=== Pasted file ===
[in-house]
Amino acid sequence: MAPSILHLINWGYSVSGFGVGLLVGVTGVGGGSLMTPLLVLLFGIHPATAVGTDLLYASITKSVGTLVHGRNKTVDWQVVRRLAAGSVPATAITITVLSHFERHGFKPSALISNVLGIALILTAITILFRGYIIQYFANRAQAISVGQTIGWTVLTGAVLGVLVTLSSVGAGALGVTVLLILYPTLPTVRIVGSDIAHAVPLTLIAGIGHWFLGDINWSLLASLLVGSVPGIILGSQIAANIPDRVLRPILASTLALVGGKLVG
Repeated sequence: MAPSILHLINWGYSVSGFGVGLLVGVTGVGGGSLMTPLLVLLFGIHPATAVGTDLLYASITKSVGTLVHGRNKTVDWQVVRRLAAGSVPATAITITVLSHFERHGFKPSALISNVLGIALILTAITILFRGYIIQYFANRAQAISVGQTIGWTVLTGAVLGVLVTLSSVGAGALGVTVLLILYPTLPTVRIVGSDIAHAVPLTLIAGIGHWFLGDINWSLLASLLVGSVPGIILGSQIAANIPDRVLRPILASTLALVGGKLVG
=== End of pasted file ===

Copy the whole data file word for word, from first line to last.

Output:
[in-house]
Amino acid sequence: MAPSILHLINWGYSVSGFGVGLLVGVTGVGGGSLMTPLLVLLFGIHPATAVGTDLLYASITKSVGTLVHGRNKTVDWQVVRRLAAGSVPATAITITVLSHFERHGFKPSALISNVLGIALILTAITILFRGYIIQYFANRAQAISVGQTIGWTVLTGAVLGVLVTLSSVGAGALGVTVLLILYPTLPTVRIVGSDIAHAVPLTLIAGIGHWFLGDINWSLLASLLVGSVPGIILGSQIAANIPDRVLRPILASTLALVGGKLVG
Repeated sequence: MAPSILHLINWGYSVSGFGVGLLVGVTGVGGGSLMTPLLVLLFGIHPATAVGTDLLYASITKSVGTLVHGRNKTVDWQVVRRLAAGSVPATAITITVLSHFERHGFKPSALISNVLGIALILTAITILFRGYIIQYFANRAQAISVGQTIGWTVLTGAVLGVLVTLSSVGAGALGVTVLLILYPTLPTVRIVGSDIAHAVPLTLIAGIGHWFLGDINWSLLASLLVGSVPGIILGSQIAANIPDRVLRPILASTLALVGGKLVG